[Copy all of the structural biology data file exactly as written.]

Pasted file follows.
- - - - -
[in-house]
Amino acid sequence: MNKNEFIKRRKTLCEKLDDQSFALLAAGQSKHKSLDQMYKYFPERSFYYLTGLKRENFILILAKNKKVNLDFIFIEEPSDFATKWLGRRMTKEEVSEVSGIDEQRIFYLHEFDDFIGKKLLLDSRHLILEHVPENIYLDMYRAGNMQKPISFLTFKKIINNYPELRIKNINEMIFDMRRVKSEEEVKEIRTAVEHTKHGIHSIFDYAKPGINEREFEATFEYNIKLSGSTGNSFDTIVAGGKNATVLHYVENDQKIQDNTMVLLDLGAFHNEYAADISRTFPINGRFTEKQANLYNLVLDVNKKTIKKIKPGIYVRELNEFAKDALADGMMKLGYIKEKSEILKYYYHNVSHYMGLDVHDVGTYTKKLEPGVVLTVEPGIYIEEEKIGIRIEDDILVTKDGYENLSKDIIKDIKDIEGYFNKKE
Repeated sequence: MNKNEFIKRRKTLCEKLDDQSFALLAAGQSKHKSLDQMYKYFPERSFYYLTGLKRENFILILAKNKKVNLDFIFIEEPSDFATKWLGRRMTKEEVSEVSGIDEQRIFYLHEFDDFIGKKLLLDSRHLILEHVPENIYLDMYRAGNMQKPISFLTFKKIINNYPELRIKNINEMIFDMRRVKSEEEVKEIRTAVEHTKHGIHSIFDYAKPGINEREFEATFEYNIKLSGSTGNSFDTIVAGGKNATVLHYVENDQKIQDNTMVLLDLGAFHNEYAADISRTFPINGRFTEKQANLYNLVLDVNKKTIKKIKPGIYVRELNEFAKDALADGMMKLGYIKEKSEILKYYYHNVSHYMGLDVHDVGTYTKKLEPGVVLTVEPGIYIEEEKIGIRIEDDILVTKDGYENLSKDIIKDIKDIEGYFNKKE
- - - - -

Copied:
[in-house]
Amino acid sequence: MNKNEFIKRRKTLCEKLDDQSFALLAAGQSKHKSLDQMYKYFPERSFYYLTGLKRENFILILAKNKKVNLDFIFIEEPSDFATKWLGRRMTKEEVSEVSGIDEQRIFYLHEFDDFIGKKLLLDSRHLILEHVPENIYLDMYRAGNMQKPISFLTFKKIINNYPELRIKNINEMIFDMRRVKSEEEVKEIRTAVEHTKHGIHSIFDYAKPGINEREFEATFEYNIKLSGSTGNSFDTIVAGGKNATVLHYVENDQKIQDNTMVLLDLGAFHNEYAADISRTFPINGRFTEKQANLYNLVLDVNKKTIKKIKPGIYVRELNEFAKDALADGMMKLGYIKEKSEILKYYYHNVSHYMGLDVHDVGTYTKKLEPGVVLTVEPGIYIEEEKIGIRIEDDILVTKDGYENLSKDIIKDIKDIEGYFNKKE
Repeated sequence: MNKNEFIKRRKTLCEKLDDQSFALLAAGQSKHKSLDQMYKYFPERSFYYLTGLKRENFILILAKNKKVNLDFIFIEEPSDFATKWLGRRMTKEEVSEVSGIDEQRIFYLHEFDDFIGKKLLLDSRHLILEHVPENIYLDMYRAGNMQKPISFLTFKKIINNYPELRIKNINEMIFDMRRVKSEEEVKEIRTAVEHTKHGIHSIFDYAKPGINEREFEATFEYNIKLSGSTGNSFDTIVAGGKNATVLHYVENDQKIQDNTMVLLDLGAFHNEYAADISRTFPINGRFTEKQANLYNLVLDVNKKTIKKIKPGIYVRELNEFAKDALADGMMKLGYIKEKSEILKYYYHNVSHYMGLDVHDVGTYTKKLEPGVVLTVEPGIYIEEEKIGIRIEDDILVTKDGYENLSKDIIKDIKDIEGYFNKKE